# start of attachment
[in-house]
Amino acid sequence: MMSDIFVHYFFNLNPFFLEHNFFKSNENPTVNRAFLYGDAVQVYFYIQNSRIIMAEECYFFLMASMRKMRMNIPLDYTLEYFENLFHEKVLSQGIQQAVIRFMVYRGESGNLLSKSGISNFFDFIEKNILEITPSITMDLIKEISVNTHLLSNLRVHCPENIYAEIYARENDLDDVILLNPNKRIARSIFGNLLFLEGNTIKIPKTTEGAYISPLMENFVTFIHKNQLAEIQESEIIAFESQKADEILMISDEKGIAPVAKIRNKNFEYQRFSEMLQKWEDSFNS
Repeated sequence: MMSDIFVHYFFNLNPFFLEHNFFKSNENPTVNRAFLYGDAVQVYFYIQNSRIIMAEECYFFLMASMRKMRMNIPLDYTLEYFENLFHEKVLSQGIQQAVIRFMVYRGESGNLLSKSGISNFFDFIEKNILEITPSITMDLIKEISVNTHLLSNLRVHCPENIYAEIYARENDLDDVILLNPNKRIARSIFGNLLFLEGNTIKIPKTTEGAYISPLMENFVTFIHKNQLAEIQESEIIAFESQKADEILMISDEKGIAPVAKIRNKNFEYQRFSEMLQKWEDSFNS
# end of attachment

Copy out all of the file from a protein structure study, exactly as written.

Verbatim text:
[in-house]
Amino acid sequence: MMSDIFVHYFFNLNPFFLEHNFFKSNENPTVNRAFLYGDAVQVYFYIQNSRIIMAEECYFFLMASMRKMRMNIPLDYTLEYFENLFHEKVLSQGIQQAVIRFMVYRGESGNLLSKSGISNFFDFIEKNILEITPSITMDLIKEISVNTHLLSNLRVHCPENIYAEIYARENDLDDVILLNPNKRIARSIFGNLLFLEGNTIKIPKTTEGAYISPLMENFVTFIHKNQLAEIQESEIIAFESQKADEILMISDEKGIAPVAKIRNKNFEYQRFSEMLQKWEDSFNS
Repeated sequence: MMSDIFVHYFFNLNPFFLEHNFFKSNENPTVNRAFLYGDAVQVYFYIQNSRIIMAEECYFFLMASMRKMRMNIPLDYTLEYFENLFHEKVLSQGIQQAVIRFMVYRGESGNLLSKSGISNFFDFIEKNILEITPSITMDLIKEISVNTHLLSNLRVHCPENIYAEIYARENDLDDVILLNPNKRIARSIFGNLLFLEGNTIKIPKTTEGAYISPLMENFVTFIHKNQLAEIQESEIIAFESQKADEILMISDEKGIAPVAKIRNKNFEYQRFSEMLQKWEDSFNS